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Events & Media - AT&T Fellowship

Bren Professor Wins Prestigious Fellowship

Award from AT&T is one of only three in the nation to support industrial ecology

Roland Geyer (center) and Vered Doctori Blass (left) are congratulated by Colin Petheram, AT&T.

Bren School assistant professor of industrial ecology and supply chain management Roland Geyer is one of three recipients to have been awarded a prestigious 2006 AT&T Industrial Ecology Faculty Fellowship. The awards were presented last month.

Geyer won the $25,000 fellowship for the proposal he submitted last November, titled “The Role and Value of Information and ICT [Information and Communications Technology] for Supply Loop Management.”
In the proposal abstract, Geyer wrote: “The objective of information systems for supply-loop management is to collect, exchange, synthesize, and analyze the information necessary to identify and manage those recycling and reuse options that maximize economic returns while minimizing the environmental impacts of the production and consumption systems they are part of. The proposed research has the potential to significantly advance the theory and practice of resource cycling, one of the centerpieces of industrial ecology.”

 “It’s big news for me and for the Bren School,” said Geyer. “It’s the only fellowship of its kind in the U.S., and it provides recognition that industrial ecology is happening at the Bren School and that we have standing in terms of teaching and research.”

As an expert in related field of resource productivity, Bren School Dean Ernst von Weizsäcker could fully appreciate the importance of the AT&T award. “I am delighted that Roland has won this impressive acclaim from around the world in a field, industrial ecology, that I consider one of the most important and fascinating areas of environmental analysis and strategy.”

Geyer says that half of the funding is earmarked for his research partner, Bren PhD student Vered Doctori Blass, who will be working on this research as part of her dissertation in the area of information technology and corporate eco-efficiency.

“This fellowship is a great start for my research,” said Doctori Blass. “The combination of a theoretical framework applied to practical case studies will ensure that both academia and industry benefit from our work. It is a great opportunity to build on Roland’s prior research while applying new concepts in the fields of management science, technology, and industrial ecology”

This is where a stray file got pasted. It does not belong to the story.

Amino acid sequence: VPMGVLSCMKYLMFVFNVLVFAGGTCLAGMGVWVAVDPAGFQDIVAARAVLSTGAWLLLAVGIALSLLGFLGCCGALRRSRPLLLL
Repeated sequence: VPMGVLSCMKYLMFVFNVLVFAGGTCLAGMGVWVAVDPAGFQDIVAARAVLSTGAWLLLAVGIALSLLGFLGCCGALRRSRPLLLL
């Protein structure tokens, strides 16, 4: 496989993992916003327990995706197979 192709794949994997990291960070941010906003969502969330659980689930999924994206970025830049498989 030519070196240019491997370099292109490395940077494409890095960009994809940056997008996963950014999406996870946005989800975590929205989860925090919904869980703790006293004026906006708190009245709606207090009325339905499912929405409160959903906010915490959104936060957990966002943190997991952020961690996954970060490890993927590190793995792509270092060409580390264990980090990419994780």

“The AT&T Industrial Ecology Faculty Fellowship Program is intended to stimulate interdisciplinary research and curriculum development that involve social issues, engineering, the sciences, economics, management, business, law, and public policy issues,” said Colin Petheram, Director of Constituency Relations, AT&T.  “We’re pleased to award our 2006 Industrial Ecology Fellowship to Assistant Professor Geyer to continue his research in "supply-loop" management. We were especially impressed with his concept that information technology design must be proactive, with the end in mind, an approach that could reduce the need for new parts and materials, thereby reducing waste and environmental impact while providing a cost savings.”

Industrial ecology is an emerging multidisciplinary field that studies industrial and economic systems and their linkages with fundamental natural systems. It incorporates, among other things, research involving energy; materials; technology and technological systems; information generation, management, and transmission; and services. It involves such disciplines as law, economics, anthropology, business studies, engineering, and the social and physical sciences.

The central objectives of the AT&T fellowship program are (1) to produce university faculty and students who can contribute to solving global and regional environmental problems and help shape environmentally and economically efficient strategies that have a firm scientific and engineering basis and (2) to advance the theoretical basis for the field of industrial ecology and its application in service sectors, industrial activity, and regulatory arenas.